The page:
One way to improve your fundraising letters is to not include photos in the letter copy. Why? Because the photos make your fundraising appeal letter look like a brochure instead of a personalized request for donations.
Your fundraising letter needs to establish a personal connection with the reader. Using a photo within the text of your donation appeal letter gives the reader the impression that your letter is an informational mass mailing, not an urgent direct request for funding assistance.
Master copywriter and direct mail fundraising consultant Alan Sharpe explains why in the article below.
Avoid Photos in Your Direct Mail Fundraising Letters
In today’s mail you receive two pieces of mail, a letter from someone you know, and a brochure.
Which one will you read first? Which one will you read all the way to the end? Likely the letter, right?
A letter is a piece of correspondence sent from one person to another. It’s personal.
Fundraising letters are no different. They communicate on paper what the sender would say if she was talking with you face to face or over the phone. The difference between a fundraising letter appeal and a face-to-face appeal is that you read the former but listen to the other.
This is the main reason your direct mail appeal letters need to look like letters and not like pages taken from a newsletter, brochure or annual report.
I’m talking in particular about photographs. Photographs have their place in your marketing and communications literature, and on your website. But they do not belong in your fundraising letters. Not in the body of the letter, anyway.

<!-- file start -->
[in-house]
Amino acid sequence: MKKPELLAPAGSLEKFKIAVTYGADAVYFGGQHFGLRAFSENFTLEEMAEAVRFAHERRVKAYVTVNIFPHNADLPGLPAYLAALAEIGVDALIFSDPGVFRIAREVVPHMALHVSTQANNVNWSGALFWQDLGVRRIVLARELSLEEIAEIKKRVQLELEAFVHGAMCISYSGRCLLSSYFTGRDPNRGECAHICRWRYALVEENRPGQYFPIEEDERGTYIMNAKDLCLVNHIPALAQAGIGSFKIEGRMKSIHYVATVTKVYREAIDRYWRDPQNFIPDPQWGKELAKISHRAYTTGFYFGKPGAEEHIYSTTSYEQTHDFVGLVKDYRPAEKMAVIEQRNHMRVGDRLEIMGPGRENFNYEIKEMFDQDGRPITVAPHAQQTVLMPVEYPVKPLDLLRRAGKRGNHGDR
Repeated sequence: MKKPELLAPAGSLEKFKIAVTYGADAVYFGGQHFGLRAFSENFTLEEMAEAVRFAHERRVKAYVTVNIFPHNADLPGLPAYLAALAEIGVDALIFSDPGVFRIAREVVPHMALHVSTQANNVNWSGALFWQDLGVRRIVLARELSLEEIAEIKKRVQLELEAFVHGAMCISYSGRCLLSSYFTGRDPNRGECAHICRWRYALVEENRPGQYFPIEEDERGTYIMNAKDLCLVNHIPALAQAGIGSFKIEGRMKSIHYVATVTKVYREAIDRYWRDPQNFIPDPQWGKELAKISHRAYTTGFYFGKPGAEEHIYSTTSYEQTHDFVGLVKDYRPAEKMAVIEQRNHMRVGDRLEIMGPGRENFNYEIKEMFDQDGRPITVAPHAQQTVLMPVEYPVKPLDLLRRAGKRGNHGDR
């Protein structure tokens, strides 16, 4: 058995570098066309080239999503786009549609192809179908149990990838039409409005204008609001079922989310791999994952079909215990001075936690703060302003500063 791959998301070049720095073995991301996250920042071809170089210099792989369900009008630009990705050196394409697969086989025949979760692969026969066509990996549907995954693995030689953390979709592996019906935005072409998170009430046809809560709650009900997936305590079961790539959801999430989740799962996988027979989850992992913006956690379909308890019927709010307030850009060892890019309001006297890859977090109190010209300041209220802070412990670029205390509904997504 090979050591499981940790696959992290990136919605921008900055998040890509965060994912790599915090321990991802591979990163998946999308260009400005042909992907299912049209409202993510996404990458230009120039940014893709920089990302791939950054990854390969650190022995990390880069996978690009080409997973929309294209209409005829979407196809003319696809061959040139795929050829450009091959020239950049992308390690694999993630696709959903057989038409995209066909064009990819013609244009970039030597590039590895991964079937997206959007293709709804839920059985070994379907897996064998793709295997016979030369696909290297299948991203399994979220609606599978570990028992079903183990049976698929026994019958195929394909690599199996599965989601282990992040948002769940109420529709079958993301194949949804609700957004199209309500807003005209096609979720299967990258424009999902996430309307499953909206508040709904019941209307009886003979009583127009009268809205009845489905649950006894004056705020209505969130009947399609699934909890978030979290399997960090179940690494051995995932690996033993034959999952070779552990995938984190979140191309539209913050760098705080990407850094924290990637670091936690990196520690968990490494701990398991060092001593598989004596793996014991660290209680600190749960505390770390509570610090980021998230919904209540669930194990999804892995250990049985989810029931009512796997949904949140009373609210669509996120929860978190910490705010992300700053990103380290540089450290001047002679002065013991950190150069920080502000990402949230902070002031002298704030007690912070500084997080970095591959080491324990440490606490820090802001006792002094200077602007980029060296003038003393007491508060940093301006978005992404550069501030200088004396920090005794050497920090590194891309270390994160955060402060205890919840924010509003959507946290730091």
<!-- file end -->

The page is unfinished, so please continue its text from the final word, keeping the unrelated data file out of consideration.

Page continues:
You can put a photo at the top of the letter as part of the letterhead. That’s often effective. But you must leave photos out of the rest of the letter. Photos placed in amongst the body copy, with the text wrapping around the images, immediately make your letter look informational rather than urgent.
That means your donors will be more likely to lay them aside after reading a paragraph or two. Letters that look like they are designed to inform can be put down. But letters that read like they are urgent demand to be read.
Images give your letter the look of a newsletter story, or a description of your services, the kind you’d find in one of your promotional brochures.
Photos tend to distract your readers. Photos take your reader’s eye away from the letter and slow the reader down. And since the goal of every letter you mail is to persuade the donor to read the letter and make a donation, anything that gets in the way of that aim is a bad idea.
I realize the temptation you face. I know how tempted you are to include a photo or two on page one, and another on page two, photos that present your case for support visually, photos that show your staff and volunteers hard at work making the world a better place. These photos belong in your donor newsletters, not your fundraising letters.
The final problem with photos and images in the body of your appeal letters is that they make your letters look like they are being mass-mailed to thousands. Which they are, of course. But you must avoid emphasizing that. A “Dear Friend” letter filled with photos and signed by a committee looks impersonal. But a “Dear Alan” letter with no photos, signed by someone I admire and trust, looks personal.
And the more personal your appeal letters are, the more money you’ll raise.
About The Author
Alan Sharpe, CFRE, is a fundraising consultant, author, trainer and speaker. He serves as Senior Strategist at Harvey McKinnon Associates, the full-service fundraising agency specializing in direct mail and monthly giving for the nonprofit sector. Through his weekly newsletter, books, handbooks and workshops, Alan helps not-for-profit organizations worldwide to acquire more donors, raise more funds and build stronger relationships. Sign up for “Sharpe Tips,” Alan’s free, weekly, email newsletter, at www.raisersharpe.com.
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